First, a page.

U.S. President Donald Trump unveiled a plan on Thursday to reform the nation's immigration system, intended to favor high-skilled immigrants and restrict family-based migration.
Speaking at the White House, Trump said that his plan aims to create a "fair, modern and lawful system of immigration for the United States."
"The biggest change we make is to increase the proportion of highly skilled immigration from 12 percent to 57 percent, and we'd like to even see if we can go higher," Trump said. "This will bring us in line with other countries and make us globally competitive."
"We cherish the open door that we want to create for our country. But a big proportion of those immigrants must come in through merit and skill," said the president, noting that immigrants, under the plan, will also be "required to learn English and to pass a civics exam prior to admission."
According to the White House, the proposal would tighten family-based migration to focus on allowing nuclear families who migrate to the United States, rather than extended family members.
Currently, about two-thirds of the 1.1 million people allowed to migrate to the nation each year are given green cards granting permanent residency because of family ties.
Trump's plan, which does not add protections to Deferred Action for Childhood Arrival recipients, is expected to draw little support from Democrats who have railed against the administration's lack of support for so-called "Dreamers," who were brought to the United States as children by undocumented parents.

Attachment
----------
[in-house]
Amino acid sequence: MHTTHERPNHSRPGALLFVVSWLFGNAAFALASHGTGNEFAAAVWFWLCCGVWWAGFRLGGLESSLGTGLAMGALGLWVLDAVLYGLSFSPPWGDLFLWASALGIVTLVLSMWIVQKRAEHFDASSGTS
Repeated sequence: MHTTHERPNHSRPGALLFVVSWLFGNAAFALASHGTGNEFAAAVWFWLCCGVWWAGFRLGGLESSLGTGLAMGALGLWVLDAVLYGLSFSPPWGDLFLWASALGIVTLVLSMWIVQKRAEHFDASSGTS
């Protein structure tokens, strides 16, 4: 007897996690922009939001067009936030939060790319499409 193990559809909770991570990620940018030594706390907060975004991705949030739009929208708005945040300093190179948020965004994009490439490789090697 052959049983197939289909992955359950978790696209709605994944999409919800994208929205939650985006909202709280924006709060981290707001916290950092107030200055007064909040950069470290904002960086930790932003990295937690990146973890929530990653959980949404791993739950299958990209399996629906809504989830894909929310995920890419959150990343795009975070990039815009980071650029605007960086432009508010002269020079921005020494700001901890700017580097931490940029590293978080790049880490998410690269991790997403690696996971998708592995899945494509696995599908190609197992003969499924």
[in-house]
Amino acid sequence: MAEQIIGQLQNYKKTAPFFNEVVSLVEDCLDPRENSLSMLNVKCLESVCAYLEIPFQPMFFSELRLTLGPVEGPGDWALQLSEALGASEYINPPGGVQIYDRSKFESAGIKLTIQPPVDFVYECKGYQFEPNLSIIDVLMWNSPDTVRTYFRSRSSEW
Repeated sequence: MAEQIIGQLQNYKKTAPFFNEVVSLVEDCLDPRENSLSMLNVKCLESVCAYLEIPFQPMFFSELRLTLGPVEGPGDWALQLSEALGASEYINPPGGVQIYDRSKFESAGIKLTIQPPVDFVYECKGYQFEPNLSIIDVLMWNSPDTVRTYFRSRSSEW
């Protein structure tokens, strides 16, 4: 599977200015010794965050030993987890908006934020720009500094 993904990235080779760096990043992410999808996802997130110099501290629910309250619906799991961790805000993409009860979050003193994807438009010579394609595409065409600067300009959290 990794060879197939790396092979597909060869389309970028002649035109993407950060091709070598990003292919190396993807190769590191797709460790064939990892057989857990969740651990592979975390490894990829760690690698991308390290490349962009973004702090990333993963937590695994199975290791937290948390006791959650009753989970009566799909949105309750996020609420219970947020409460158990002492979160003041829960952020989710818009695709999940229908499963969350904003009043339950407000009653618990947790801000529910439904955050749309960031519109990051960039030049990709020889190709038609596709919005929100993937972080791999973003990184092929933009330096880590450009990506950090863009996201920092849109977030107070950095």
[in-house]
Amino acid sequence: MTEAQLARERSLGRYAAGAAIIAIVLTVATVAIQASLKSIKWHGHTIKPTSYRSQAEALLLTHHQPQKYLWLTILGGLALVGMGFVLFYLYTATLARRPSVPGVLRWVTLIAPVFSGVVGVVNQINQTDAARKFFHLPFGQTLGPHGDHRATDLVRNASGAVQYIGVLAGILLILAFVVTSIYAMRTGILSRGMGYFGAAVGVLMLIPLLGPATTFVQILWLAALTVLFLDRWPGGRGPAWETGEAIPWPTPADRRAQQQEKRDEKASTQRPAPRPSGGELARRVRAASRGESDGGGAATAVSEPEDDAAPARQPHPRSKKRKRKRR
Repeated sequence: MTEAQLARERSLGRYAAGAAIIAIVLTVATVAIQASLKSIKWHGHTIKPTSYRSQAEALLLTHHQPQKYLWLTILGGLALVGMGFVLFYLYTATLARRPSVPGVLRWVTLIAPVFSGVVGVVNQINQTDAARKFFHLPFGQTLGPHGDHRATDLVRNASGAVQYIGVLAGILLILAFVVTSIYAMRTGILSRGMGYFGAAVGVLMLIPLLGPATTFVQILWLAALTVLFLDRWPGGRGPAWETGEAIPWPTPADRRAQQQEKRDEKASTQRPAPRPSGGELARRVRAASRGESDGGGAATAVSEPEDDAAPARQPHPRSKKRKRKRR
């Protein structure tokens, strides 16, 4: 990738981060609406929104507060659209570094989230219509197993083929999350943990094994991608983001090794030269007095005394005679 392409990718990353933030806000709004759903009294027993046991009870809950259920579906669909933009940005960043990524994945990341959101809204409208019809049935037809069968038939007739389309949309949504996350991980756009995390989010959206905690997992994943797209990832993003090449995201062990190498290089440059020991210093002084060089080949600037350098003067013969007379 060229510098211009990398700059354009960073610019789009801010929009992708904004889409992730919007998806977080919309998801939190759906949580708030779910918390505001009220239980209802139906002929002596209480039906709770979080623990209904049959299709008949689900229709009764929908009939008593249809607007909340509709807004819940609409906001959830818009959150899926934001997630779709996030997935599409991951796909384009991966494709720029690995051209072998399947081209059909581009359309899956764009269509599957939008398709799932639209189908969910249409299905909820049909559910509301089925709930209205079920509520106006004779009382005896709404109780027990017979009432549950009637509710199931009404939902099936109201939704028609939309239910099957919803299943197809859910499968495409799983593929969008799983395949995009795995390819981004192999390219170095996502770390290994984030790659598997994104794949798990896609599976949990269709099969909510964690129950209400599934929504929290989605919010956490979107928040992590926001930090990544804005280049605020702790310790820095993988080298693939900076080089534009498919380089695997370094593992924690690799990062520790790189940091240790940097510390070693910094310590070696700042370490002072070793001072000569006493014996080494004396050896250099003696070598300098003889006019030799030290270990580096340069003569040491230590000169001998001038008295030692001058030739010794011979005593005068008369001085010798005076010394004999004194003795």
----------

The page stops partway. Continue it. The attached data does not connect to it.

House Speaker Nancy Pelosi slammed the proposal as "condescending," signaling that Democrats would not support legislation that does not include a pathway to citizenship.
"They say family is without merit -- are they saying most of the people that come to the United States in the history of our country are without merit, because they don't have an engineering degree," Pelosi asked at her weekly press conference on Thursday.
The speaker also told reporters that Democrats have yet to receive a formal briefing on the administration's plan.
The effort, championed by Trump's son-in-law and senior adviser, Jared Kushner, also focuses on beefing up border security.
Trump has claimed that the nation is being overrun by migrants and asylum seekers and sought to build a wall along the southern border with Mexico by declaring a national emergency so as to bypass Congress and unlock billions of U.S. dollars in funding.
The president traveled to New York City for a private fundraiser Thursday afternoon.